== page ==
The method is designed to measure the differences between an individual author's style and the "average" style of a set of authors. The method works like this:

  • Find the N most frequent word tokens in the corpus as a whole, to use as features. It is recommended to apply parts-of-speech tagging to the tokens beforehand, so that the same token used as two different parts of speech may count as two features.

  • Divide the corpus into M subcorpora: one for each author.

  • For each of the N features, calculate frequencies of occurrence in each of the M authorial subcorpora, as a percentage of the total number of POS-tagged word tokens in this particular subcorpus. Then calculate the mean and the standard deviation of these M values and use them as the offical mean and standard deviation for this feature over the whole corpus. (We use a "mean of means" instead of calculating a single frequency for the entire corpus to avoid a larger subcorpus, like Hamilton's in our case, over-influencing the results in its favor and defining the "norm" in such a way that everything would be expected to look like it.)

  • For each of the N features and M subcorpora, calculate a z-score describing how far away from the "corpus norm" the usage of this particular feature in this subcorpus happens to be. To do this, subtract the corpus average for the feature from the feature's frequency in the subcorpus and divide the result by the feature's standard deviation.

  • Also calculate z-scores for each feature in the test case (i.e., Federalist 64).

  • Calculate a delta score comparing the test case with each candidate's subcorpus. To do do, take the average of the absolute values of the differences of the z-scores for each feature in the test case and in the candidate's subcorpus. This gives equal weight to each feature, no matter their respective frequences of occurrence in the texts; otherwise, Zipf's Law would ensure that the top 3 or 4 features would overwhelm everything else.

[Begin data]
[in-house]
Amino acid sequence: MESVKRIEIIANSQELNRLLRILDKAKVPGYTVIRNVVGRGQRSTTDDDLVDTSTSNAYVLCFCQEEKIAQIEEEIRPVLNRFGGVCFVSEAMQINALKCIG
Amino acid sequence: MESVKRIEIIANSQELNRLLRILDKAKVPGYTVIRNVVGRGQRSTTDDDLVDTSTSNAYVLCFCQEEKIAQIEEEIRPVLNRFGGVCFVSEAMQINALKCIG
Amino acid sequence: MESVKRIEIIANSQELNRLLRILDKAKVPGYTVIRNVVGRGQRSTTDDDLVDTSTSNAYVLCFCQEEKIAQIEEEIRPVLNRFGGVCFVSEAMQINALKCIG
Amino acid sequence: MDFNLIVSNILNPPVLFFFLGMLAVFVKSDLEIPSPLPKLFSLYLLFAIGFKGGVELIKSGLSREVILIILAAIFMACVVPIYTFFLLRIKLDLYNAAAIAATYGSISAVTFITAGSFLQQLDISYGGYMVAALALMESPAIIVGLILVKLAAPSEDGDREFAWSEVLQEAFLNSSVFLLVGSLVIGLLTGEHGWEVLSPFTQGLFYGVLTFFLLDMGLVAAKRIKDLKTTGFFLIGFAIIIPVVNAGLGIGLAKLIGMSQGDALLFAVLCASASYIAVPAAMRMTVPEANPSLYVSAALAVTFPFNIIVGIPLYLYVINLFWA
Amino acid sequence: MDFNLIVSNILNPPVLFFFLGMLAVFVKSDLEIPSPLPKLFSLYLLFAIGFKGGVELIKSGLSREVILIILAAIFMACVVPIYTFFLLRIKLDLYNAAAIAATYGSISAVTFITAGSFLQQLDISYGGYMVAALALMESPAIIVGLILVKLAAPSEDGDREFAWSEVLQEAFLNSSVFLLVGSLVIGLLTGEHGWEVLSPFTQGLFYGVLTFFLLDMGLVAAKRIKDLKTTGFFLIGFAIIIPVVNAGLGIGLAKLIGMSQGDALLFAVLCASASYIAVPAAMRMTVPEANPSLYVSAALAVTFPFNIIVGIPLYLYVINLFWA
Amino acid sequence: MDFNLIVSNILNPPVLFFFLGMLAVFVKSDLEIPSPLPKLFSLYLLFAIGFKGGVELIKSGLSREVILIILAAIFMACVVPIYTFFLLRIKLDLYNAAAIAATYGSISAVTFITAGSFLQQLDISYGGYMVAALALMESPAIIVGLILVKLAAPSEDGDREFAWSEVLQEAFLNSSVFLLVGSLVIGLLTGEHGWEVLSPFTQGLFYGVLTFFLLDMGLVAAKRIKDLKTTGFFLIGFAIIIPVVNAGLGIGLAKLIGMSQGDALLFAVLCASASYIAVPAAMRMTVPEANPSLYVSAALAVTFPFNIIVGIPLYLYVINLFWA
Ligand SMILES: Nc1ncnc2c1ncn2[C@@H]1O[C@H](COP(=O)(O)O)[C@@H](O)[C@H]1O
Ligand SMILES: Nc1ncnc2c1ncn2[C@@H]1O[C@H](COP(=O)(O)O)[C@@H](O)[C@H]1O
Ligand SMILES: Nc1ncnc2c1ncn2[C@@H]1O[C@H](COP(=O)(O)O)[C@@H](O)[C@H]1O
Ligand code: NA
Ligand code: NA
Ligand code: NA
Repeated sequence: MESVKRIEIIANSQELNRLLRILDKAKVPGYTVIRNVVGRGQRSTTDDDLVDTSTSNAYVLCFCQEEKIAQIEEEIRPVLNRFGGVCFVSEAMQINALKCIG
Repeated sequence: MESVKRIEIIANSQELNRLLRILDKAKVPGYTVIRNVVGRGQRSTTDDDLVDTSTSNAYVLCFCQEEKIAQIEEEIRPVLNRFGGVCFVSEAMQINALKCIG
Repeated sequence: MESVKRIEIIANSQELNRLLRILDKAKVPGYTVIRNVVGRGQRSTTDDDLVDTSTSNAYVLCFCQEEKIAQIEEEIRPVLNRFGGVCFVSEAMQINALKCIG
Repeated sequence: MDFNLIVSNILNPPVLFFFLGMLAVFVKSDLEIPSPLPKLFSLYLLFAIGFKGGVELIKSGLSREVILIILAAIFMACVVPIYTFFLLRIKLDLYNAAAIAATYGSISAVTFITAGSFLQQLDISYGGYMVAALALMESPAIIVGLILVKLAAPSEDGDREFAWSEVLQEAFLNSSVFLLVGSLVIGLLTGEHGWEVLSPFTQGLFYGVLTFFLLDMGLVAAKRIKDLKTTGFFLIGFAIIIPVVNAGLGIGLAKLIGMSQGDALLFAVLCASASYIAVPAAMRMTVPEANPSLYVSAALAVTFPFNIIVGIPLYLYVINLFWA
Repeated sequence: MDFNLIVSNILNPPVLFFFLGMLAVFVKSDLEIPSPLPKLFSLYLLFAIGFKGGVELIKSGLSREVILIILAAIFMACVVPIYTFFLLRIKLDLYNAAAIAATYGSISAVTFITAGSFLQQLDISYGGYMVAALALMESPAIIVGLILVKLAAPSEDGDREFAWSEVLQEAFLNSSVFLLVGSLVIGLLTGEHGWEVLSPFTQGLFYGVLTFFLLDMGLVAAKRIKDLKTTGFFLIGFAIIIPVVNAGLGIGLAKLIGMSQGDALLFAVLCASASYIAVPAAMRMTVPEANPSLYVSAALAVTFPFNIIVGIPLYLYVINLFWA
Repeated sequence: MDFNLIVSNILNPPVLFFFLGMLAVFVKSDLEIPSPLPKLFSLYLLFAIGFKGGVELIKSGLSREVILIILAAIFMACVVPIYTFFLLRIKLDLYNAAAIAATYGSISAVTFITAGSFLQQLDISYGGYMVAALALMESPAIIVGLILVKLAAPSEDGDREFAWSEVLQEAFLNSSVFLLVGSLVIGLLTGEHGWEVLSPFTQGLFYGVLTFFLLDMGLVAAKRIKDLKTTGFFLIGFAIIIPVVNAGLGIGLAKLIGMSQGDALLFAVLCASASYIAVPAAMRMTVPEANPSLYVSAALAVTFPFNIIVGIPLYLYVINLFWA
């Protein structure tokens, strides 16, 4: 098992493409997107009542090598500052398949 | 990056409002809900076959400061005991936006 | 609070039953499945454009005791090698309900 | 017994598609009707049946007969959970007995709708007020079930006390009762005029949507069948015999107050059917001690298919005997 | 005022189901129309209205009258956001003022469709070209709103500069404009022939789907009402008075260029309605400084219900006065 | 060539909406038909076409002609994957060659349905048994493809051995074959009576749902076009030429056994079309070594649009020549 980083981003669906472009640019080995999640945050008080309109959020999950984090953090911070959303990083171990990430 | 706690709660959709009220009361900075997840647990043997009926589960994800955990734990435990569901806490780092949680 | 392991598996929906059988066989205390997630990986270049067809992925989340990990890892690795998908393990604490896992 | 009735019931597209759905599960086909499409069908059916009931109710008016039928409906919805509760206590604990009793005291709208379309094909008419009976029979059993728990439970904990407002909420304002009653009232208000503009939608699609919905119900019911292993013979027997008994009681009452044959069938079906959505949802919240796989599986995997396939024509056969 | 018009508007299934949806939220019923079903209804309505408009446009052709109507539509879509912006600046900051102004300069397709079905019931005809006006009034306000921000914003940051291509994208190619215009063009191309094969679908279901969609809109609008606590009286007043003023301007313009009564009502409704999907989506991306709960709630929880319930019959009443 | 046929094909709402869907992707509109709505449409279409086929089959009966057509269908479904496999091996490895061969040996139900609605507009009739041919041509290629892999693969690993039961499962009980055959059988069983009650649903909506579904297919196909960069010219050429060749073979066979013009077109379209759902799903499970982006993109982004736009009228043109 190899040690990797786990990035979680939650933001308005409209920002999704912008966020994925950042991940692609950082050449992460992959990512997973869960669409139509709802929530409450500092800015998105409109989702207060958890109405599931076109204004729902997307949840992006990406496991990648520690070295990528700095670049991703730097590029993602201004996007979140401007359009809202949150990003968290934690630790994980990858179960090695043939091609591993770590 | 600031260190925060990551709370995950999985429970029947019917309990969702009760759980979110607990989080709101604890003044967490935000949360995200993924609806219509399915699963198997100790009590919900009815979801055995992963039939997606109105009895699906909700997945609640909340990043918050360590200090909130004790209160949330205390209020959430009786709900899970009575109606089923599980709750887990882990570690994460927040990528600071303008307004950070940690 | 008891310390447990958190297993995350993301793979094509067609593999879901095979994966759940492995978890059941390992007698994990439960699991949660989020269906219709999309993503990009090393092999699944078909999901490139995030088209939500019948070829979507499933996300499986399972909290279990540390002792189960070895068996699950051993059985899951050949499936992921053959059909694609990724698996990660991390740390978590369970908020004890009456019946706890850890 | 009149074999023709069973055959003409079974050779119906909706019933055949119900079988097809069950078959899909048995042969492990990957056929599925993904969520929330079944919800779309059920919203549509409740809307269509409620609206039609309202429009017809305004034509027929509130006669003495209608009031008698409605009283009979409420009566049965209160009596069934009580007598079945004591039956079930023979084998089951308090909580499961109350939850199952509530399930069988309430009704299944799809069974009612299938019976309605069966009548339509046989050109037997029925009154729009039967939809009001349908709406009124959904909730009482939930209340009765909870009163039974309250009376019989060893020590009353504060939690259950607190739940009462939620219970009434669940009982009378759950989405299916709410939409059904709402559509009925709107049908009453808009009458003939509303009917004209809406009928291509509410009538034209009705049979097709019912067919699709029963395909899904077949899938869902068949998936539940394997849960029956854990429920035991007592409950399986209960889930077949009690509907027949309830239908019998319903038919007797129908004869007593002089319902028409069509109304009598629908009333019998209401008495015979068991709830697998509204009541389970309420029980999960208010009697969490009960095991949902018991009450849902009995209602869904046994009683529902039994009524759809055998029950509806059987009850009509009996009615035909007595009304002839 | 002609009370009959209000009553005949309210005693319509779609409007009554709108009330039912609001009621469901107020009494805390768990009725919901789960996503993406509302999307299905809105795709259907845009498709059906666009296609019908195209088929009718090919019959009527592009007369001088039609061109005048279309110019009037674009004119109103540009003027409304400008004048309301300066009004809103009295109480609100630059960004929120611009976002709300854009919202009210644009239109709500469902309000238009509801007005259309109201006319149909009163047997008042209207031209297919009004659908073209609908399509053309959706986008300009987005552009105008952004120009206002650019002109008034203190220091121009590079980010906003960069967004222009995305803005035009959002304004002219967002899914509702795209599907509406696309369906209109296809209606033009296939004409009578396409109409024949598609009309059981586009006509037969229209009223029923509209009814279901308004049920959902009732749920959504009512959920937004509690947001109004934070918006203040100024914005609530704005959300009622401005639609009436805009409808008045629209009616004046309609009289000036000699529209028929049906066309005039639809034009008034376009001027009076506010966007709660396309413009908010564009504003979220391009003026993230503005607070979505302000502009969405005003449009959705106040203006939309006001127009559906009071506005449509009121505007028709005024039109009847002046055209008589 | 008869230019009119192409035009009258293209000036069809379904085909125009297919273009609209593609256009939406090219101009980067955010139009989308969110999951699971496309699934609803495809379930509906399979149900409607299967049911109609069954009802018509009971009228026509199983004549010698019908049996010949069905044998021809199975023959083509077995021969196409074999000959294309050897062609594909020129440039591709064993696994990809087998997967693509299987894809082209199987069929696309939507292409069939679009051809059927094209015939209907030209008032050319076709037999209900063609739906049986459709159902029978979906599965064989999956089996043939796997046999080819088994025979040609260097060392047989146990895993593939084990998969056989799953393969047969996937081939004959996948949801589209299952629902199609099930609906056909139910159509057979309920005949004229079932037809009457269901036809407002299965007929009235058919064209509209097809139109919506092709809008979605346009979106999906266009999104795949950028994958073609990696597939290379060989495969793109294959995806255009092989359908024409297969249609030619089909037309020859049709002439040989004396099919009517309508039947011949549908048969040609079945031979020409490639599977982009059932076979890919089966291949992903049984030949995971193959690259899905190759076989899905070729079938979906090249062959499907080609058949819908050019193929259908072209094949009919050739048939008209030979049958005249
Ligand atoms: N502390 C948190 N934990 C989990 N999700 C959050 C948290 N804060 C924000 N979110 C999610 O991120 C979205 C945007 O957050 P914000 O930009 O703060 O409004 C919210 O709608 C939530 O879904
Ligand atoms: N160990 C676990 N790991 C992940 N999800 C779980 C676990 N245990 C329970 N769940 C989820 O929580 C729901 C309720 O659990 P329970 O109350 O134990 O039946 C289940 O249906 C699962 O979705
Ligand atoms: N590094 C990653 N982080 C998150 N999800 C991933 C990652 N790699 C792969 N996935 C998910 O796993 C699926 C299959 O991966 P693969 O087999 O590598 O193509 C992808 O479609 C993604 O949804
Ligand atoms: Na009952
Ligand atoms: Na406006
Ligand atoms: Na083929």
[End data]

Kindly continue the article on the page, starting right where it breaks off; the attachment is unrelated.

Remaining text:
• The "winning" candidate is the one for whom the delta score is the lowest.

In his article, Burrows uses a grand corpus formed by assembling poems by 25 different writers. In our case, there are only 4 "authors" to deal with; this may be a problem since calculating standard deviations from a sample size of 4 is not ideal but we'll see what happens.

3.2 The most frequent words in the entire corpus

Since we already have the subcorpora for our 4 "candidates", we will POS-tag them first before merging them into a single corpus for the purpose of finding features. This way, we will avoid having to perform the same tagging twice.

In [40]:
candidateList = [ "Hamilton", "Madison", "Jay", "Disputed" ]
federalistByAuthorPOS = dict()
for candidate in candidateList:
    federalistByAuthorPOS[ candidate ] = nltk.pos_tag( federalistByAuthorTokens[ candidate ] )
    print( federalistByAuthorPOS[ candidate ][ :10 ] )
    
[('federalist', 'NN'), ('no', 'DT'), ('general', 'JJ'), ('introduction', 'NN'), ('for', 'IN'), ('the', 'DT'), ('independent', 'JJ'), ('journal', 'NN'), ('saturday', 'NN'), ('october', 'NN')]
[('federalist', 'NN'), ('no', 'DT'), ('the', 'DT'), ('same', 'JJ'), ('subject', 'NN'), ('continued', 'VBD'), ('the', 'DT'), ('union', 'NN'), ('as', 'IN'), ('a', 'DT')]
[('federalist', 'NN'), ('no', 'DT'), ('concerning', 'NN'), ('dangers', 'NNS'), ('from', 'IN'), ('foreign', 'JJ'), ('force', 'NN'), ('and', 'CC'), ('influence', 'NN'), ('for', 'IN')]
[('federalist', 'NN'), ('no', 'DT'), ('the', 'DT'), ('same', 'JJ'), ('subject', 'NN'), ('continued', 'VBD'), ('the', 'DT'), ('insufficiency', 'NN'), ('of', 'IN'), ('the', 'DT')]

This took more than 4 minutes so doing the work once is going to be enough! Now, let's combine the candidates' subcorpora into a single corpus and find the Top 30 most frequent (word, pos) pairs.

In [41]:
# Combine into a single corpus
wholeCorpusPOS = []
for candidate in candidateList:
    wholeCorpusPOS += federalistByAuthorPOS[ candidate ]
    
# Get a frequency distribution
wholeCorpusPOSFreqsTop30 = list( nltk.FreqDist( wholeCorpusPOS ).most_common( 30 ) )
wholeCorpusPOSFreqsTop30[ :10 ]
Out[41]:
[(('the', 'DT'), 17846),
 (('of', 'IN'), 11796),
 (('to', 'TO'), 7012),
 (('and', 'CC'), 5016),
 (('in', 'IN'), 4385),